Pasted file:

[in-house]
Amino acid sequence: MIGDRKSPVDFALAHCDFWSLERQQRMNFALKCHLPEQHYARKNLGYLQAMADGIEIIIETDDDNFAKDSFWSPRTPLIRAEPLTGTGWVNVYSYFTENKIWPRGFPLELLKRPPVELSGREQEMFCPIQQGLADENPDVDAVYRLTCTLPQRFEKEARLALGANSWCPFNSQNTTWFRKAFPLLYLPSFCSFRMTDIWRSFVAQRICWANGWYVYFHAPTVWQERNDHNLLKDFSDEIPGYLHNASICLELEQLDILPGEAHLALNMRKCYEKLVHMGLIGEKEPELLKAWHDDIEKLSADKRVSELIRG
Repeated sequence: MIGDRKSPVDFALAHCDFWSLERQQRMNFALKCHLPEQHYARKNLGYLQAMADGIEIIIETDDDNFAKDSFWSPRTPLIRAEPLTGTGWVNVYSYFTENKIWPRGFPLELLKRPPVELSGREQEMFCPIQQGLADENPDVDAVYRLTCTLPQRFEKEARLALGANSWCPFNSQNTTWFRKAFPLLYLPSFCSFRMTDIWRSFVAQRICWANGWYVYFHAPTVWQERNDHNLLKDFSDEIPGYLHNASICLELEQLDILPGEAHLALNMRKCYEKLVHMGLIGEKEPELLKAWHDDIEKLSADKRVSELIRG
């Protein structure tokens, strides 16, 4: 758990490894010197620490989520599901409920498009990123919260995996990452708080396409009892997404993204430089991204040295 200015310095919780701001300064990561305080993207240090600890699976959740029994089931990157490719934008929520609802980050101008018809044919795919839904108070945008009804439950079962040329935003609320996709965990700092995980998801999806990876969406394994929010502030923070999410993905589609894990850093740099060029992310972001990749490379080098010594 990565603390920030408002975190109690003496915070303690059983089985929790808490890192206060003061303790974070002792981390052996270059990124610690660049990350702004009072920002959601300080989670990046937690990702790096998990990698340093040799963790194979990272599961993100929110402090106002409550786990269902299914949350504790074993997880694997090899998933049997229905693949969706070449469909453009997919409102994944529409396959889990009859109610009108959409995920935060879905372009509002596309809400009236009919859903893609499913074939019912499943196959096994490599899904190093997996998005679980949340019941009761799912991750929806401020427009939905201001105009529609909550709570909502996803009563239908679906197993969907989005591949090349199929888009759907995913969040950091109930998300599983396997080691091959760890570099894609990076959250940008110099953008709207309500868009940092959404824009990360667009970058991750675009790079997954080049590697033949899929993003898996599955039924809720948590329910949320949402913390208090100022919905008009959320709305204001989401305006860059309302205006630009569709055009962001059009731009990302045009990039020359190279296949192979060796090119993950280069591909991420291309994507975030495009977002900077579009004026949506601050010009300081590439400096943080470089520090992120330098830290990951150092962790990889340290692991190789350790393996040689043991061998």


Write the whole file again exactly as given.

[in-house]
Amino acid sequence: MIGDRKSPVDFALAHCDFWSLERQQRMNFALKCHLPEQHYARKNLGYLQAMADGIEIIIETDDDNFAKDSFWSPRTPLIRAEPLTGTGWVNVYSYFTENKIWPRGFPLELLKRPPVELSGREQEMFCPIQQGLADENPDVDAVYRLTCTLPQRFEKEARLALGANSWCPFNSQNTTWFRKAFPLLYLPSFCSFRMTDIWRSFVAQRICWANGWYVYFHAPTVWQERNDHNLLKDFSDEIPGYLHNASICLELEQLDILPGEAHLALNMRKCYEKLVHMGLIGEKEPELLKAWHDDIEKLSADKRVSELIRG
Repeated sequence: MIGDRKSPVDFALAHCDFWSLERQQRMNFALKCHLPEQHYARKNLGYLQAMADGIEIIIETDDDNFAKDSFWSPRTPLIRAEPLTGTGWVNVYSYFTENKIWPRGFPLELLKRPPVELSGREQEMFCPIQQGLADENPDVDAVYRLTCTLPQRFEKEARLALGANSWCPFNSQNTTWFRKAFPLLYLPSFCSFRMTDIWRSFVAQRICWANGWYVYFHAPTVWQERNDHNLLKDFSDEIPGYLHNASICLELEQLDILPGEAHLALNMRKCYEKLVHMGLIGEKEPELLKAWHDDIEKLSADKRVSELIRG
């Protein structure tokens, strides 16, 4: 758990490894010197620490989520599901409920498009990123919260995996990452708080396409009892997404993204430089991204040295 200015310095919780701001300064990561305080993207240090600890699976959740029994089931990157490719934008929520609802980050101008018809044919795919839904108070945008009804439950079962040329935003609320996709965990700092995980998801999806990876969406394994929010502030923070999410993905589609894990850093740099060029992310972001990749490379080098010594 990565603390920030408002975190109690003496915070303690059983089985929790808490890192206060003061303790974070002792981390052996270059990124610690660049990350702004009072920002959601300080989670990046937690990702790096998990990698340093040799963790194979990272599961993100929110402090106002409550786990269902299914949350504790074993997880694997090899998933049997229905693949969706070449469909453009997919409102994944529409396959889990009859109610009108959409995920935060879905372009509002596309809400009236009919859903893609499913074939019912499943196959096994490599899904190093997996998005679980949340019941009761799912991750929806401020427009939905201001105009529609909550709570909502996803009563239908679906197993969907989005591949090349199929888009759907995913969040950091109930998300599983396997080691091959760890570099894609990076959250940008110099953008709207309500868009940092959404824009990360667009970058991750675009790079997954080049590697033949899929993003898996599955039924809720948590329910949320949402913390208090100022919905008009959320709305204001989401305006860059309302205006630009569709055009962001059009731009990302045009990039020359190279296949192979060796090119993950280069591909991420291309994507975030495009977002900077579009004026949506601050010009300081590439400096943080470089520090992120330098830290990951150092962790990889340290692991190789350790393996040689043991061998």